Pluto has always been mysterious, with the little known facts (to the public) that Nasa and such space agencies have given us, I become a bit curious. Nasa agency is not a public one, its a government lol. They only show and tell the sheep the obvious stuff, the good stuff, like pluto and spaceships (
) they keep to themselves..
Nasa was not created for the public, nor are they funded Billions of $ to make crap rovers and take crap pictures of space. Much they have and know, much they are doing, that the public has no clue about.




The National Aeronautics and Space Administration (NASA) is an independent federal agency

Source





The ancient Martian crater where the Curiosity rover landed looks strikingly similar to the Mojave Desert in California with its looming mountains and hanging haze, scientists say.

Mars crater where rover landed looks Earth-like

If you still follow Nasa and everything they tell you.. you are a cosmic sheep
The obvious stuff the public is allowed to know. The big things Nasa knows about all the planets, the sun, other stars and planets, and intelligent life, will not be known to cosmic sheep.

Its quite easy to parrot or photocopy what you are told into your brain and accept it as fact, but I am a rebel when it comes to logic we the pubic are fed. I dont bite on everything they feed us, a lot of things just dont add up, makes me curious abotu their honesty and what they really know that they 'cant' share.

When you are being funded BILLIONS of $ (from who? cant just be taxpayer $), Im sure those funding you will tell you to shut up and keep things quiet for the public. Those funders make the rules, and Nasa works hand-in-hand with them. If you think "great Nasa" is there for you.. seriously come on now.

~ Love is an art



posted on Aug, 15 2012 @ 06:11 AM
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Originally posted by Ophiuchus 13

Why didnt EA*RTH cosmic observers see PLUTOS p4-p5 moons in the near past?

What is attracting these moons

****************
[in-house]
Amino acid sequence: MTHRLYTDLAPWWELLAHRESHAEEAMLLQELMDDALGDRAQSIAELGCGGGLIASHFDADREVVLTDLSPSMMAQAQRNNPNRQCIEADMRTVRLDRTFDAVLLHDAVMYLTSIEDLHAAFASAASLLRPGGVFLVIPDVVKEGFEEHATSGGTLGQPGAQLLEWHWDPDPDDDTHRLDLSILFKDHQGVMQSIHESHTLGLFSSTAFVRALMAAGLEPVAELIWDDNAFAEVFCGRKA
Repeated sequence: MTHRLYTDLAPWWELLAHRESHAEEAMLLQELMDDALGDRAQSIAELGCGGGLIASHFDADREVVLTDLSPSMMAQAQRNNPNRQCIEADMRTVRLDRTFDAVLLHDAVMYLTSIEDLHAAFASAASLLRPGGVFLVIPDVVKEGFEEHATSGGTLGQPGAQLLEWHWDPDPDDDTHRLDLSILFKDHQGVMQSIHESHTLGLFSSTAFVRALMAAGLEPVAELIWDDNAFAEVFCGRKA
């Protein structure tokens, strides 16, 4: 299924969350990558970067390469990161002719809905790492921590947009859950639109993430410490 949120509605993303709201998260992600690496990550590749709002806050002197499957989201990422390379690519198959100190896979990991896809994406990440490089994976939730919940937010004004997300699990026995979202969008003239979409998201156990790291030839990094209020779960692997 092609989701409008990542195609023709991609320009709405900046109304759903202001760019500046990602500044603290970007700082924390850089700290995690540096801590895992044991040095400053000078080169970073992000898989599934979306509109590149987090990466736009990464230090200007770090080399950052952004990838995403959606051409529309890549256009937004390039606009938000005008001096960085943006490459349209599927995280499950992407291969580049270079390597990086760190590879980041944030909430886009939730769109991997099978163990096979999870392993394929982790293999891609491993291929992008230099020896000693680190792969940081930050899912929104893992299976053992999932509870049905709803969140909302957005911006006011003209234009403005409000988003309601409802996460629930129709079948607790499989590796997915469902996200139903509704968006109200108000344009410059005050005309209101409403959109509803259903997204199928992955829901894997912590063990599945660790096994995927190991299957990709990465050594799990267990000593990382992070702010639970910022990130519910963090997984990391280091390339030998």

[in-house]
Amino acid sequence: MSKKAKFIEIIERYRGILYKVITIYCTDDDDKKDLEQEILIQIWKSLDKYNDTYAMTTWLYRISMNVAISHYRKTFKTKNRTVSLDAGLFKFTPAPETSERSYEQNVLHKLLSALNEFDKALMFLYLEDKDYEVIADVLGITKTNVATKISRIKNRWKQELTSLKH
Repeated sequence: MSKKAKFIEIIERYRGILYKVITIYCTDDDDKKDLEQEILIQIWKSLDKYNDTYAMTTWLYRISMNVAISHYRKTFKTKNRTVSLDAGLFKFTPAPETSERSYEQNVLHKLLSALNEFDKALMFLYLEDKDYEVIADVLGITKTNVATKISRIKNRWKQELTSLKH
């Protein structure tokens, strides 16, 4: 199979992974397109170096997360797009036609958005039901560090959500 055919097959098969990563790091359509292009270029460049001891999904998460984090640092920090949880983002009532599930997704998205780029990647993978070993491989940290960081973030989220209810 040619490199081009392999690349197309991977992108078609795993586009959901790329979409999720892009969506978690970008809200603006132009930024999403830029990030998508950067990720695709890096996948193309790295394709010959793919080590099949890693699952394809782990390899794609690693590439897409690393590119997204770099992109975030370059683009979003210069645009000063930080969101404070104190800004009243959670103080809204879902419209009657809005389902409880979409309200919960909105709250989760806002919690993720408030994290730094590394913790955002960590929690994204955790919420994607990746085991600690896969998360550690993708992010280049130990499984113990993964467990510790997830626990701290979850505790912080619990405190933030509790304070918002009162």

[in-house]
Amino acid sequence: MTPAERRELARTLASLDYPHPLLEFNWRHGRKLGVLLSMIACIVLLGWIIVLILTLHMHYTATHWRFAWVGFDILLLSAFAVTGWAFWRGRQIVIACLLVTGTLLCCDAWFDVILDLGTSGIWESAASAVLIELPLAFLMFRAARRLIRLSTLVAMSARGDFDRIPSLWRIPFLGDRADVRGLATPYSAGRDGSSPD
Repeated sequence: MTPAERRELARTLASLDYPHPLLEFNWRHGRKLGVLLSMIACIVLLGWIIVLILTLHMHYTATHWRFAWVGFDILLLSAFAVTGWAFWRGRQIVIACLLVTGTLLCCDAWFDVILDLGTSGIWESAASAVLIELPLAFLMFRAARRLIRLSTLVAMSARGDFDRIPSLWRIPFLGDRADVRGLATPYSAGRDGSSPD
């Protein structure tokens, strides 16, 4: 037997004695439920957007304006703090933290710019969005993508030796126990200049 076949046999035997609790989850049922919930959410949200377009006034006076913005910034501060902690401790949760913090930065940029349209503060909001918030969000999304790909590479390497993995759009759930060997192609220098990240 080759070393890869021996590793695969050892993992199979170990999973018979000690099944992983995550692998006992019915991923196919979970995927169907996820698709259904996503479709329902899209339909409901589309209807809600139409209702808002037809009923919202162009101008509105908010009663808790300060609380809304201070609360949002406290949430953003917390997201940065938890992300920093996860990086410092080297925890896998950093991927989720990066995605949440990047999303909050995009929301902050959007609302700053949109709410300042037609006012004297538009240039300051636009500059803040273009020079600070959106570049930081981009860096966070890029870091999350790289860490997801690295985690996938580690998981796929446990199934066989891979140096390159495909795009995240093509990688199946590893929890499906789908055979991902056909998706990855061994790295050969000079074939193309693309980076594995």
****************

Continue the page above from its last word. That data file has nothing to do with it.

to Pluto. Why do they seem to get stuck in its orbit and not pass it as if it has a heavier mass? Or IS something PUSHING THESE CELESTIALS OUT OF THE OORT CLOUD?


Thoughts another fine example of failed logic these moons are so small and faint you have to have the right equipment to look for and find them is that really such a mystery to you


Look how many moons Saturn has thats a lot closer but many were not spotted until recently!

For all you or anyone knows these things are remnants from when Pluto formed so you cant assume there is anything sinister about them being there
edit on 15-8-2012 by wmd_2008 because: (no reason given)
edit on 15-8-2012 by wmd_2008 because: (no reason given)



posted on Aug, 15 2012 @ 07:55 AM
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Originally posted by LoveisanArt
Anyways the thing that doesnt make sense, suspiciously, why hasnt the Hubble been taking long exposure pictures of Pluto? Im sure the same "technique" could be applied when Hubble takes amazing high res pics of other galaxies across the void. So show us the planet Pluto and its company through the Long Exp. technique?

The reason I see for not having those long exposures is the movement of Hubble during that exposure.

I don't know if the parallax resulting from the distance to Pluto and Hubble's movement would be enough to get just some streaks of light instead of a sharp photo, but I think it's possible.



posted on Aug, 15 2012 @ 08:35 AM
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Originally posted by LoveisanArt

Originally posted by ngchunter

Originally posted by Ophiuchus 13
But how can Hubble see other galaxies further away???

Galaxies are much brighter objects, and even the very far and faint galaxies Hubble observes involves exposures that are very, very long. Planetary observations from hubble don't normally involve exposures that long for if they did the planet itself would tend to drown out the signal.